Updating Class in Function components
The course is part of this learning path
This module looks at how to add and update state to a variety of different components.
The objectives of this module are to provide you with an understanding of:
- How to add and update state to class and function components
This learning path is aimed at all who wish to learn how to use the ReactJS framework.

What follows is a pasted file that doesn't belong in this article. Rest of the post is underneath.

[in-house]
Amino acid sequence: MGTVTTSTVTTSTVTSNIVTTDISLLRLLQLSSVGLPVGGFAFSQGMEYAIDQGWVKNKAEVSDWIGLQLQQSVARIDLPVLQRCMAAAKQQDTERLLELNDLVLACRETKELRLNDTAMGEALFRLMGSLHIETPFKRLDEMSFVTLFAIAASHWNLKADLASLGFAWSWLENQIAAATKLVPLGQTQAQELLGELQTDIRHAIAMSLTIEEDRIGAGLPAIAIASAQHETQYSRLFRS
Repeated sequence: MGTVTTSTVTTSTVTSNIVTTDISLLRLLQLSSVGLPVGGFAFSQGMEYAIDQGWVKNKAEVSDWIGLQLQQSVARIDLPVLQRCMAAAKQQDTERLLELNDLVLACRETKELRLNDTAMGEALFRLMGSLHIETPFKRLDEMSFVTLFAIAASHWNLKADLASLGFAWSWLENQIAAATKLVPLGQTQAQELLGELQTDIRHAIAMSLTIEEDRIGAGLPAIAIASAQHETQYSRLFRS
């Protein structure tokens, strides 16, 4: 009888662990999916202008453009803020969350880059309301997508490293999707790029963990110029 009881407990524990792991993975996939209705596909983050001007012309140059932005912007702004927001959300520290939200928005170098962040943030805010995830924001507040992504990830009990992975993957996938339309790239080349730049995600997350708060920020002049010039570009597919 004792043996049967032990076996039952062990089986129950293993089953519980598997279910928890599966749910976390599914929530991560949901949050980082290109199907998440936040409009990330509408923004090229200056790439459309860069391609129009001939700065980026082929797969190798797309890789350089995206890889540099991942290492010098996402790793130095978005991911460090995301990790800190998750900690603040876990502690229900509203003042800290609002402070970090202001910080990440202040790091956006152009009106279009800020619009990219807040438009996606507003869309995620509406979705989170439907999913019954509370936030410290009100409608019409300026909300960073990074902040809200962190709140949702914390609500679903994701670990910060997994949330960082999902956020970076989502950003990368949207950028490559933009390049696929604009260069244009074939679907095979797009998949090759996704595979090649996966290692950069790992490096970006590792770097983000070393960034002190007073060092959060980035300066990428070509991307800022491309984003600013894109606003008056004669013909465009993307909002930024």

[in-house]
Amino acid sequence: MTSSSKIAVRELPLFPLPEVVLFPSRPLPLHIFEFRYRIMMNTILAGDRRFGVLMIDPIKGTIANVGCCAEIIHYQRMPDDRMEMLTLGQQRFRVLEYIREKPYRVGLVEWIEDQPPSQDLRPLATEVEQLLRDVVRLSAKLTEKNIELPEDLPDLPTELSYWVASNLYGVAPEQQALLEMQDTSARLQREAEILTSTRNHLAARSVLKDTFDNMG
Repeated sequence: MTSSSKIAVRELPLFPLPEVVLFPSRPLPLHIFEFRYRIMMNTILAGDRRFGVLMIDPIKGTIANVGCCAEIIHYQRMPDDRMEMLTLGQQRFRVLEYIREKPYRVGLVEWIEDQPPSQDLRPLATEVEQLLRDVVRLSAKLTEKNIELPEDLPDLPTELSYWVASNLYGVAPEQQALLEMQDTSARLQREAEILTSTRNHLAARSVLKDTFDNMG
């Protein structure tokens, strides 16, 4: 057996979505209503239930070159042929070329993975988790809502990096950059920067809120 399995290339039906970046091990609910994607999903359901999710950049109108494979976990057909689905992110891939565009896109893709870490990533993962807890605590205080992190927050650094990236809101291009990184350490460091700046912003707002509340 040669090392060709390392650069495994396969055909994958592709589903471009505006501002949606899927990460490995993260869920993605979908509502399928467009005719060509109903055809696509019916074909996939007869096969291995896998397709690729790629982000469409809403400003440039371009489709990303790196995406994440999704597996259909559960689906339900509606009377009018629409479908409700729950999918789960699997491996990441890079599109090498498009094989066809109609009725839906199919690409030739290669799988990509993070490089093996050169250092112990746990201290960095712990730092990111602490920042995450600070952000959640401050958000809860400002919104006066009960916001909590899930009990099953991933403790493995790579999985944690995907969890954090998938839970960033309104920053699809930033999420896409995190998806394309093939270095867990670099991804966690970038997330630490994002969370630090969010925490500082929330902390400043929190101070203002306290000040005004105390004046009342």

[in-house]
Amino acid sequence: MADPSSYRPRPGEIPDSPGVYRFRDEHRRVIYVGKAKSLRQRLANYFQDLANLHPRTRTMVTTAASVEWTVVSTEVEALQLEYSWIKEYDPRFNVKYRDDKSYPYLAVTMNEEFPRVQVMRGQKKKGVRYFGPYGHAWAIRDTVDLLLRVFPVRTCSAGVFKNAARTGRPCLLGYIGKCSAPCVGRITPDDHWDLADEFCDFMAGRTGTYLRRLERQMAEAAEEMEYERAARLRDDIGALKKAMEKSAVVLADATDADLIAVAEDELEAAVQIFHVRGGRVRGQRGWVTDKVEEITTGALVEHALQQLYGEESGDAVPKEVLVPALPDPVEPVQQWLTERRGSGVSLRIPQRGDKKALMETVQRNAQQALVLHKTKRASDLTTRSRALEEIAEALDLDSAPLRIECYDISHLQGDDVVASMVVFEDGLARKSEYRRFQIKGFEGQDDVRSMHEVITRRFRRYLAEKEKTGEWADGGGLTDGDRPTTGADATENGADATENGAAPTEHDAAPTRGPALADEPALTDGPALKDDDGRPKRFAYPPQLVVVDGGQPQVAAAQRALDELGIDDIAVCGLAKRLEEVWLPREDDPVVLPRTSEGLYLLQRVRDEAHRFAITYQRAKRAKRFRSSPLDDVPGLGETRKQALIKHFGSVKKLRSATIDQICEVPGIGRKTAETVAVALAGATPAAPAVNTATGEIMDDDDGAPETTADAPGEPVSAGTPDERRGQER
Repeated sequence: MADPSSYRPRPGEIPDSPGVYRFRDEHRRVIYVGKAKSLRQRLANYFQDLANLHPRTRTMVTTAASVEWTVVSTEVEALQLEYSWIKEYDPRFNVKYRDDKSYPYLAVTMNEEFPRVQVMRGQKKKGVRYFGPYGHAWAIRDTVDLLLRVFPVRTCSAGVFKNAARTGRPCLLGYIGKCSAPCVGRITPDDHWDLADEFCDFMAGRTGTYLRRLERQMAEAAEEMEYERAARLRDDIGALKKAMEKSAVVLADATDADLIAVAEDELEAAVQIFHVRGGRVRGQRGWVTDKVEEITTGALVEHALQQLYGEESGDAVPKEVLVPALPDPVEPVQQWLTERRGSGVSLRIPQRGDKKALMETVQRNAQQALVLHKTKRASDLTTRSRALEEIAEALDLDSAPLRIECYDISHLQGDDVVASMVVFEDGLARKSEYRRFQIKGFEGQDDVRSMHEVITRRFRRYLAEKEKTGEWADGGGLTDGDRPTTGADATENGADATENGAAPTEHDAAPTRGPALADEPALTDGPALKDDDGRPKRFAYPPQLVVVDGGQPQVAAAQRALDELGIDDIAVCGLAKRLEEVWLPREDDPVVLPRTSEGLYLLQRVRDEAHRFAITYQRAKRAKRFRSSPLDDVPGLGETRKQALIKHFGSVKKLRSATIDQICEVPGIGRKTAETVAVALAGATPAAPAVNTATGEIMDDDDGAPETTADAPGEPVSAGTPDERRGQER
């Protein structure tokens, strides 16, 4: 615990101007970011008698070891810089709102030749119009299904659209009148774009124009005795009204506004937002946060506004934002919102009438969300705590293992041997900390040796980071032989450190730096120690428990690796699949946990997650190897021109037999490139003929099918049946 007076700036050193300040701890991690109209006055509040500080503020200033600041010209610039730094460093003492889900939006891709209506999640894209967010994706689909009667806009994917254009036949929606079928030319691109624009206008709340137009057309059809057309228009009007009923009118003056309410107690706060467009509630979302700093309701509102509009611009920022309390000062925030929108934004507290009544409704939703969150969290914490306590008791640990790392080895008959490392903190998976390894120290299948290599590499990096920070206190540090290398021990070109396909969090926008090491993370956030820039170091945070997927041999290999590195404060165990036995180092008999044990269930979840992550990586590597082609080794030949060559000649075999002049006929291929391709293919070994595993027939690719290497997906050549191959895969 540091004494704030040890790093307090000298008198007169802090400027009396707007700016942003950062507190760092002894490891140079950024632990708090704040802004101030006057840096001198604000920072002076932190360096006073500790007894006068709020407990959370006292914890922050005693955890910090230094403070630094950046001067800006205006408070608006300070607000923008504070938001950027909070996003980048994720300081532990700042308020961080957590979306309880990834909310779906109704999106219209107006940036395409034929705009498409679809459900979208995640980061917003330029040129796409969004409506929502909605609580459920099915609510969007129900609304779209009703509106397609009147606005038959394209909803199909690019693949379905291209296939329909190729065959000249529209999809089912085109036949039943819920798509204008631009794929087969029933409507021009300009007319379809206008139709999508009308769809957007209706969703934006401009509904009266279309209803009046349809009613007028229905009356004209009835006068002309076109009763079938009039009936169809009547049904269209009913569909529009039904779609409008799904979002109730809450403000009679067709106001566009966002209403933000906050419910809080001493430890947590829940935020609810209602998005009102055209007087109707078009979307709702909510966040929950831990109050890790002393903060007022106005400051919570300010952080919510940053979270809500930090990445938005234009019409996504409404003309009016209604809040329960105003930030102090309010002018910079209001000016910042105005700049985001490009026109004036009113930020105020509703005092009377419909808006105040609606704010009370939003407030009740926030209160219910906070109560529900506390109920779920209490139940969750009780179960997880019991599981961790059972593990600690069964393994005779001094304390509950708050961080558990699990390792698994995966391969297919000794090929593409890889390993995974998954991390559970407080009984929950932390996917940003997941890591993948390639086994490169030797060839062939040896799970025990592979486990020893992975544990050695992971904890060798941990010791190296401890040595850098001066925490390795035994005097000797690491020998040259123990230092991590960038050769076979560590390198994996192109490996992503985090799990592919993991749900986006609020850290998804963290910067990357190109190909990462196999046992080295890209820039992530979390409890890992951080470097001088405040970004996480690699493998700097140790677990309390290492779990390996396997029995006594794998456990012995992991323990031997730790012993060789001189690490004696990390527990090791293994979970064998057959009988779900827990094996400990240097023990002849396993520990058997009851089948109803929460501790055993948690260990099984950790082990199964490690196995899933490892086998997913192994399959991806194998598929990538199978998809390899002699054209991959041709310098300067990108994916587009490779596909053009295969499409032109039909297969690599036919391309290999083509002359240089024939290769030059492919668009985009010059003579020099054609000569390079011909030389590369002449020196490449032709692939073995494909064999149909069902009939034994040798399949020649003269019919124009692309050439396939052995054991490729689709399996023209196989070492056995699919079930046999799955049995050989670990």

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- The same mechanism used in function components could be used to update state from a button in a class component. The only difference is that, this.setState is called with an object that contains the state keys to be updated, and the values to change them to. Lines 21 to 27 show button with an onClick event handler. This is set to a callback arrow function, that calls this.setState with an object that has a key of count and a value that increases the current state value of count by one. As with calling the updating method in a functioning component, calling setState in a class causes a component re-render. The diffing algorithm to run and the reconciliation of all the UI that depends on the state. Clicking the button in the browser window shows that the behavior is still the same. Another way this could be achieved is to define a handler function in the class and call through the event handler. This will add an extra layer of complexity to the code as the handler function has to be bound to the component, changing the context of this. You can see a click handler function is defined as part of the class on lines 15 to 17 of the code. It does exactly the same as the setState call did before. On line 26 you can see that the onClick event is now passed this .clickHandler to call in a handler function defined with .bind this chained to the end. You can see the functionality is still the same. The preferred way to do binding was to bind any functions in the constructor. We can now remove the .bind this from line 28. Running the code again shows the functionality is still the same. From here on in we'll be focusing components and hooks, but at least now you know what the legacy code is doing.
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